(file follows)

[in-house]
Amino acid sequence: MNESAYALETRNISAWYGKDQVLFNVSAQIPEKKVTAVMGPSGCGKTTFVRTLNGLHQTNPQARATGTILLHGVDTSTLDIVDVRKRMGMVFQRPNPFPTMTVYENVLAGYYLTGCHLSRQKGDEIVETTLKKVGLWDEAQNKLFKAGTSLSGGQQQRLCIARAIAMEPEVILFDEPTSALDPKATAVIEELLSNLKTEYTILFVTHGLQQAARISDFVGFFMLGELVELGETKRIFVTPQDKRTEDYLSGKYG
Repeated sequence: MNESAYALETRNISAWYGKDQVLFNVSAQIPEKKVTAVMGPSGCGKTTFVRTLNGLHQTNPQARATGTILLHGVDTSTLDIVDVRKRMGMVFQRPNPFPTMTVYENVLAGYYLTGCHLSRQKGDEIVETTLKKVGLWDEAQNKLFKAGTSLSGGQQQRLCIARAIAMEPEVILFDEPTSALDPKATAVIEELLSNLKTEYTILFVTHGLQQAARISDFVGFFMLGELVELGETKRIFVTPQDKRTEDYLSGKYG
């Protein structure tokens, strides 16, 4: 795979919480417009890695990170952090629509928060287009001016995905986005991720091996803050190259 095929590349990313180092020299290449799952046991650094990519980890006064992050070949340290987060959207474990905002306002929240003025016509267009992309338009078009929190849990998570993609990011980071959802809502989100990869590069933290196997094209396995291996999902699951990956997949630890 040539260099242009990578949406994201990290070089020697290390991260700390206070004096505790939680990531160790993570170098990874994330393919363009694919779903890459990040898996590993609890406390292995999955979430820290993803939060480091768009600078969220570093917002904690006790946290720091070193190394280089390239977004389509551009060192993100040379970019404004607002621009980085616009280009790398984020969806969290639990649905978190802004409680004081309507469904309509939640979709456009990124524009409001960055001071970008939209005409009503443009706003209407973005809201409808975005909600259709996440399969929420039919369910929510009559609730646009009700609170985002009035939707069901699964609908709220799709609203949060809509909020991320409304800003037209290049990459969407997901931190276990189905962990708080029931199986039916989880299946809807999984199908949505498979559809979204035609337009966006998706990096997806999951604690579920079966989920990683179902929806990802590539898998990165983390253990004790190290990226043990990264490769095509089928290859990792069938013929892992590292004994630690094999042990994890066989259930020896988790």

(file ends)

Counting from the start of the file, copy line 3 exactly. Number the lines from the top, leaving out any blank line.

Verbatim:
Repeated sequence: MNESAYALETRNISAWYGKDQVLFNVSAQIPEKKVTAVMGPSGCGKTTFVRTLNGLHQTNPQARATGTILLHGVDTSTLDIVDVRKRMGMVFQRPNPFPTMTVYENVLAGYYLTGCHLSRQKGDEIVETTLKKVGLWDEAQNKLFKAGTSLSGGQQQRLCIARAIAMEPEVILFDEPTSALDPKATAVIEELLSNLKTEYTILFVTHGLQQAARISDFVGFFMLGELVELGETKRIFVTPQDKRTEDYLSGKYG